“The wound is the place where the light enters you.” ~Rumi
TRIGGER WARNING – This article includes discussions on difficult topics like suicidal depression and fatal car accidents.
I’ve always been an active, athletic person. In my twenties I was huge in tennis, squash, and swimming, and I began every morning with an intense workout that cleared my head and let me confront the day’s challenges with a relaxed, positive attitude. So, when I started experiencing mysterious pains and fatigue that didn’t go away no matter how much sleep I got, my life was turned upside down.
After two years of doctors’ visits, I finally received the earth-shattering diagnosis: fibromyalgia. It was the worst nightmare. My doctors said I’d have to quit exercising because all of the activities I love are so hard on my joints. They advised me to just take it slow. But physical activity was my life, and I quickly found that “taking it easy” was emotionally devastating for me.
My depression and anxiety spiraled without me following a workout program. I couldn’t find meaning or purpose in my day-to-day life anymore. All the energy that I used to expend through exercise became stale and turned inside me into daily panic attacks.
Worse than anything was the sense that my body—my best friend and my #1 support system for so many years—had betrayed me. Even worse, my symptoms of fibromyalgia didn’t improve despite me giving up exercising. They were actually getting worse.
When I was in my thirties, my turning point occurred several years later after my diagnosis.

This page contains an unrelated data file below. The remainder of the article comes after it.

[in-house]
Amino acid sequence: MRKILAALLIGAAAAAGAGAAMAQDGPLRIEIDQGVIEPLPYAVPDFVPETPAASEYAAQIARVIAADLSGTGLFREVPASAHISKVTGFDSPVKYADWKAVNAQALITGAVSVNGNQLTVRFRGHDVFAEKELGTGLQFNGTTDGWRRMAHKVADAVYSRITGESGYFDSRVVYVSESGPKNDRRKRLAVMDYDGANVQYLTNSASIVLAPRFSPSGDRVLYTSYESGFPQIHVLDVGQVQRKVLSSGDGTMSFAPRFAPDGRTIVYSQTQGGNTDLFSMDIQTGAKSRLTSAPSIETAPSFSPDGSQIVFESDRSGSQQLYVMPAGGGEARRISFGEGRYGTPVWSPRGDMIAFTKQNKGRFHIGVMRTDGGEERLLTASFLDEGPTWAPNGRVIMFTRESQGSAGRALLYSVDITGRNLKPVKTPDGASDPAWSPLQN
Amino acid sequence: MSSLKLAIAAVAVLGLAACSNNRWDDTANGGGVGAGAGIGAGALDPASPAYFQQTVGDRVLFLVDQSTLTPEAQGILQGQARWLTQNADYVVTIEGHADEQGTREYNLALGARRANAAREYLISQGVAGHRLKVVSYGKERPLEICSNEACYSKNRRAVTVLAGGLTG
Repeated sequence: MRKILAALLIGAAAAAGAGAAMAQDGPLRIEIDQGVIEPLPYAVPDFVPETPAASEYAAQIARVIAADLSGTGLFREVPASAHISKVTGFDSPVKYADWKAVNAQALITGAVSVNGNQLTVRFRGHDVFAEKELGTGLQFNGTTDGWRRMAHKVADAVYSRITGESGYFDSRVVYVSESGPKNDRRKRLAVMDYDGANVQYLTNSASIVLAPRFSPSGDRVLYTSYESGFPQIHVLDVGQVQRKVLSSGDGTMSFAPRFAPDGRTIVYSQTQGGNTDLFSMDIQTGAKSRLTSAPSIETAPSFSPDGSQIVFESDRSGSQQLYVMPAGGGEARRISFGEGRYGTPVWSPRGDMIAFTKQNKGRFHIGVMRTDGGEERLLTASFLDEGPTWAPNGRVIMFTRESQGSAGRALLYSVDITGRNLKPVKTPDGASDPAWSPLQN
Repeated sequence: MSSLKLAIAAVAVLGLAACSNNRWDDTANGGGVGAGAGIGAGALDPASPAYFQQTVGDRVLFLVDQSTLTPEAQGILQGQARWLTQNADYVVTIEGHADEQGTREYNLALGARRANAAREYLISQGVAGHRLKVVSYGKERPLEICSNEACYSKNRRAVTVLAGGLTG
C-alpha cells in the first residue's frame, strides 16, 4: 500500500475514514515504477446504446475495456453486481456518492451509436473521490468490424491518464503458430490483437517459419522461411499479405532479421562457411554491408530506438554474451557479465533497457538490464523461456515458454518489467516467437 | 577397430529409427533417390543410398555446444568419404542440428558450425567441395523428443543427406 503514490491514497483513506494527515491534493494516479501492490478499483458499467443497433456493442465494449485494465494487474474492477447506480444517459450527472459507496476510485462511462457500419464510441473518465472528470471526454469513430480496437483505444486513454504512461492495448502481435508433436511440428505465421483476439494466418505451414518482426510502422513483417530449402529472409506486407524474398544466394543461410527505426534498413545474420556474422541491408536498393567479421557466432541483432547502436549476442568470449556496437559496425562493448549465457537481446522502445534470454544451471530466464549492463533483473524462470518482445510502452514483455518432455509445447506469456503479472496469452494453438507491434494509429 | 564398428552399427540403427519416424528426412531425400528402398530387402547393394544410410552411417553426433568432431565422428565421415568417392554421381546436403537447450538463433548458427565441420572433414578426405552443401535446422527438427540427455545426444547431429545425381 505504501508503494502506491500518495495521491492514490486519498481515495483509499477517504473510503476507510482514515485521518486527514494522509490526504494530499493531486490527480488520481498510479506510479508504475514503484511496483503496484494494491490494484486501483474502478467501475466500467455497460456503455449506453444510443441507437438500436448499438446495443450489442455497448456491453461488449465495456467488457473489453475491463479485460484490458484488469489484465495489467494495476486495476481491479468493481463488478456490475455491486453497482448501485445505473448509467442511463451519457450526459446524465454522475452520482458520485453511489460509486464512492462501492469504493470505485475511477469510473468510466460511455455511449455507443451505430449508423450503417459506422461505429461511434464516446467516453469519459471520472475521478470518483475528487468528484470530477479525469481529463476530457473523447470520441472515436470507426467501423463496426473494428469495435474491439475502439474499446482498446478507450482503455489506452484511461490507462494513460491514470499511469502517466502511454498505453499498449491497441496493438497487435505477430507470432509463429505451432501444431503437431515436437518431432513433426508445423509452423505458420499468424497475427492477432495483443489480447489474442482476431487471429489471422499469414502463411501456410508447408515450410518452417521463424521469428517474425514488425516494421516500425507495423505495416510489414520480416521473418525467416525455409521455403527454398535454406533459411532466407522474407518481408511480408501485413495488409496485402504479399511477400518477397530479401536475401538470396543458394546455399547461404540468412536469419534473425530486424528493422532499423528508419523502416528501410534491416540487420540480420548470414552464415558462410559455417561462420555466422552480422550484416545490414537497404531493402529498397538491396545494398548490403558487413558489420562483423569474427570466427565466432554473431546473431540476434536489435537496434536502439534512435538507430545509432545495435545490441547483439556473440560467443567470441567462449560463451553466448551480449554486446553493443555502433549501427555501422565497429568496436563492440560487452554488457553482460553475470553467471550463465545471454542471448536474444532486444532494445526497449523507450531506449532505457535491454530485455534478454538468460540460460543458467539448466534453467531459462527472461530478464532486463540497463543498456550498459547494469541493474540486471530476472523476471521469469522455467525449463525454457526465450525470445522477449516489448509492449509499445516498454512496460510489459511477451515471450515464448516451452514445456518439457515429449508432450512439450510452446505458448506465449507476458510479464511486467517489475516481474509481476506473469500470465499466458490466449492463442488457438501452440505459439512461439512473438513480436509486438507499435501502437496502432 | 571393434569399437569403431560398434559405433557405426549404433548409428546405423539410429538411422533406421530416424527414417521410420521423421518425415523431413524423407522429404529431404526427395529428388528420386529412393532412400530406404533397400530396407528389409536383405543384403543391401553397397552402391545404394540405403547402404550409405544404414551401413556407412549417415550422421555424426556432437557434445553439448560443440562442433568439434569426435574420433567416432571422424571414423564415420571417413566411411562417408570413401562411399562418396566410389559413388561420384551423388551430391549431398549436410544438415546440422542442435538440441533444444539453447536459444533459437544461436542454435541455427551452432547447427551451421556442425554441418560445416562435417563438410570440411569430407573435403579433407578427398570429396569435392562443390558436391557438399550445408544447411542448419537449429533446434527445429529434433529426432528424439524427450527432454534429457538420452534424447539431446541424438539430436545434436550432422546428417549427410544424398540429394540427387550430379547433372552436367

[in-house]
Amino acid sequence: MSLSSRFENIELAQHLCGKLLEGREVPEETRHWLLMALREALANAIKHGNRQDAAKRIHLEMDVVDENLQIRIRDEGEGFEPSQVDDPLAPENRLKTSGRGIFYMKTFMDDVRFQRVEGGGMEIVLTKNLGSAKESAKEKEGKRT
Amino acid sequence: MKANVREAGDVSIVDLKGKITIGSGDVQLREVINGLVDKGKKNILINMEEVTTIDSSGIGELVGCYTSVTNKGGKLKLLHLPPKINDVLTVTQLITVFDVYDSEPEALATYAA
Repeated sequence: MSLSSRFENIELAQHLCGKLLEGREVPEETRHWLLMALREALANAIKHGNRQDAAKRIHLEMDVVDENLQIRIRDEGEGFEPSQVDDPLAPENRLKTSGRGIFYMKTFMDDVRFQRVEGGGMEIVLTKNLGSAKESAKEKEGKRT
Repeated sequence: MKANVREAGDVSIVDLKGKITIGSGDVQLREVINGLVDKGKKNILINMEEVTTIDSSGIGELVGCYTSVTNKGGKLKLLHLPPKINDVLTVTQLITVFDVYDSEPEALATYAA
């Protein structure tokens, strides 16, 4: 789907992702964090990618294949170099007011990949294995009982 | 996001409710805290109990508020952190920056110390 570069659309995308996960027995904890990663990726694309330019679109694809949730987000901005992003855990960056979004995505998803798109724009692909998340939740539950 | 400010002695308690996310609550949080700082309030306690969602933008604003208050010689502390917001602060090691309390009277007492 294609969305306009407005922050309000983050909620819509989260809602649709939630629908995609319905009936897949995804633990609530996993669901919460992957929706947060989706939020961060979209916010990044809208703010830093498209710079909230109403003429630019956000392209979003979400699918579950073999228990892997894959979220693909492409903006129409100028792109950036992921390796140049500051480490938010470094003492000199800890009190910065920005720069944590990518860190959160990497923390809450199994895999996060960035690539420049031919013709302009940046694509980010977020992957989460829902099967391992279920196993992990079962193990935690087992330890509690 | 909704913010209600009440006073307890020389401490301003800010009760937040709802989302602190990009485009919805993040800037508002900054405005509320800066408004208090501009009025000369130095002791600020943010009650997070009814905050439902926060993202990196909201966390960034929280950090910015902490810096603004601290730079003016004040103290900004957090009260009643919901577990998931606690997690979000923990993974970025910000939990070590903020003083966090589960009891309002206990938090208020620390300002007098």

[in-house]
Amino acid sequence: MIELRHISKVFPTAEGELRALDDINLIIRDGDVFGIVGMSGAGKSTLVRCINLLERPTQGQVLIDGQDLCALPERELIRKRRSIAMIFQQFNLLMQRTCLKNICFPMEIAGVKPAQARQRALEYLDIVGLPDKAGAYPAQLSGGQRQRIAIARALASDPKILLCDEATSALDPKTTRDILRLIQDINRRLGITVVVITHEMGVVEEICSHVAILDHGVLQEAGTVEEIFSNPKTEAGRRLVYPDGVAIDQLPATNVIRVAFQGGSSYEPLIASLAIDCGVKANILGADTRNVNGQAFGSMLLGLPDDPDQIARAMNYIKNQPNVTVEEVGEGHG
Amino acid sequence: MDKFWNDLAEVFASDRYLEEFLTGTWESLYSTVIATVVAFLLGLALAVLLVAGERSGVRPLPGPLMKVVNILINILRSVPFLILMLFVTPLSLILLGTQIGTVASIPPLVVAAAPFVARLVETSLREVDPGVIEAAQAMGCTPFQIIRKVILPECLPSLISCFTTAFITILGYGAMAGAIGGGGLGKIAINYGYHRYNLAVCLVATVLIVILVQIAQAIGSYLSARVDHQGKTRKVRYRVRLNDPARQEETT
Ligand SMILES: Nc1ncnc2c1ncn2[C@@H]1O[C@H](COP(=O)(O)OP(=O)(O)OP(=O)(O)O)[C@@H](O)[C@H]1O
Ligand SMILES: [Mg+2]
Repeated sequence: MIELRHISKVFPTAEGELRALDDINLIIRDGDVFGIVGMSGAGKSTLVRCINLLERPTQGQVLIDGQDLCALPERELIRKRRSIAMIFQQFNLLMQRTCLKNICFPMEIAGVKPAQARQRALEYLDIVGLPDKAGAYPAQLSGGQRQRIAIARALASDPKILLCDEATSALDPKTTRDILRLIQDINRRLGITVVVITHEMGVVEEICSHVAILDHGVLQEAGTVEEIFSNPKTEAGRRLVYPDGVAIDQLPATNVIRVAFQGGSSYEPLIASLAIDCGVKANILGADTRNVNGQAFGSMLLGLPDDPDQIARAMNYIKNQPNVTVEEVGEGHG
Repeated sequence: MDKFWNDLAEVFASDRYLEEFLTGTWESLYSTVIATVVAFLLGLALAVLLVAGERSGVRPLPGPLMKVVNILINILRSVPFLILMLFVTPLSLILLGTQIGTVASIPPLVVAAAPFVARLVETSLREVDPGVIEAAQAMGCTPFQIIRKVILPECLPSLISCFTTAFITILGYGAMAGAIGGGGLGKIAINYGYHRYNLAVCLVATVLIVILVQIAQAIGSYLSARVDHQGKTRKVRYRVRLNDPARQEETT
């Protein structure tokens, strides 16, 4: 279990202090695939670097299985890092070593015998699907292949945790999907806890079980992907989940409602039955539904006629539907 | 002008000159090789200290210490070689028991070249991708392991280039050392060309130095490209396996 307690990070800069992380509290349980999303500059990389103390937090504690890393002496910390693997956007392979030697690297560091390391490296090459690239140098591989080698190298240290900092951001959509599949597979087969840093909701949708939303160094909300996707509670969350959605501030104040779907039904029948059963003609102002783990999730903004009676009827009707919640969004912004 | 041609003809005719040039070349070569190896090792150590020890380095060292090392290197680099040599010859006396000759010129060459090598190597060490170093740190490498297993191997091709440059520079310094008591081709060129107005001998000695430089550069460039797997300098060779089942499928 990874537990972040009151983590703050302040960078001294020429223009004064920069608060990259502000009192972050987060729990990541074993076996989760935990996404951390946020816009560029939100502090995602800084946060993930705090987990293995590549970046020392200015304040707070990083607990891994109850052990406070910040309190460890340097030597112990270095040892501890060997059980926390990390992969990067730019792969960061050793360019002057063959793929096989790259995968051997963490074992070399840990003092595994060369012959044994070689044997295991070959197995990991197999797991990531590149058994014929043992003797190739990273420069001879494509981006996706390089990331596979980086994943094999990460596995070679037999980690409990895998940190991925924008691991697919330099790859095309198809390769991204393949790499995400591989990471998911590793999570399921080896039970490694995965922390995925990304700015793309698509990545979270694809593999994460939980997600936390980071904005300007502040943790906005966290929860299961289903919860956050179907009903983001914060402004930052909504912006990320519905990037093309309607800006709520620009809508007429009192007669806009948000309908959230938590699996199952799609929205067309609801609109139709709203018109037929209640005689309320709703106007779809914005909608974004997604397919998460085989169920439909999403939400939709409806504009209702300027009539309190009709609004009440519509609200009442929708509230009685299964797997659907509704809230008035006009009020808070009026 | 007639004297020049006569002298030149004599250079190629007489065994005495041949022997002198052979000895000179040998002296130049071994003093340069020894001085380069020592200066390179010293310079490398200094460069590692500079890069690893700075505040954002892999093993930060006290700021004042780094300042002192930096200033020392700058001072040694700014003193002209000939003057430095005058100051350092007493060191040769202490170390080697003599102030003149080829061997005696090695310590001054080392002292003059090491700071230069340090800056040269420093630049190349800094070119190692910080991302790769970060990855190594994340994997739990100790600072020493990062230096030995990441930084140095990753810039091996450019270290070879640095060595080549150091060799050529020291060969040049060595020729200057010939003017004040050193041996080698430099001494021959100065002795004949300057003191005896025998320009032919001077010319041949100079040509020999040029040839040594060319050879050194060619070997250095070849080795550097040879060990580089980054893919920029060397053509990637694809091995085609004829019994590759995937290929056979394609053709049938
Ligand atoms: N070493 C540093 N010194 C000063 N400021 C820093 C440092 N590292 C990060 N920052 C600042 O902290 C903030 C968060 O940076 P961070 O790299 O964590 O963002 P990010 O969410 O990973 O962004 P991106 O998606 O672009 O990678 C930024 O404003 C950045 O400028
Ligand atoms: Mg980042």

My condition had continued to decline, and I was ready to give up—on my body, on myself, and on life. It’s not something you can really understand unless you’ve experienced it yourself, but I had reached a point where I had no interest and no motivation to go on living. The uphill battle just wasn’t worth it to me anymore.
The moment is still fresh in my mind. It was dark outside, and it was pouring down rain. I opened the window, put my head outside, and screamed from the top of my lungs into the howling wind: “Why, God, why do I have to go through this?” Then, overtaken by a sudden urge, I lifted my leg to climb out of the window, to fall to my death and put myself out of this agony.
That moment was the turning point in my life. I can still not understand why. Out of the corner of my eye, I saw a child standing by my side—a child I quickly recognized as the younger version of myself.
With pleading eyes she looked up at my face and begged that I keep on going. I was told to get back to work, because that would help me. She also said that my biggest struggle with fibromyalgia would bring me to my destination.
It was like I’d just woken from a dream. I shut my bedroom window. The night was a turning point in my life. I decided to not give up, knowing that my story could never end. I realized I had more to offer—instead of turning my misery into someone else’s grief, I could turn it into a gift that I could share with the world.
My family and friends had told me to relax and stop working out, but the next day I went swimming in the pool. While I was there, I shared my story with a lifeguard who in turn shared some unexpected wisdom with me: “A doctor reads the book, memorizes it, and repeats it to the patient, but the patient knows her body.”
These words spoke to me. My mild exercise regimen consisted of swimming for a couple hours per day. This was much easier than squash or tennis and my joints. After some time, I decided that it was worth trying again to enjoy the sports I used to love before getting my diagnosis. The trick was knowing my body—learning and recognizing its warning signs, keeping a close eye on how I felt, and not letting myself overdo it.
My remedy was exercise, as the young girl who tried to stop me from living my own life was wrong.
Although I experienced some physical and mental pain, I began to feel better. I couldn’t choose to live my life without pain, but I could choose to live it without suffering.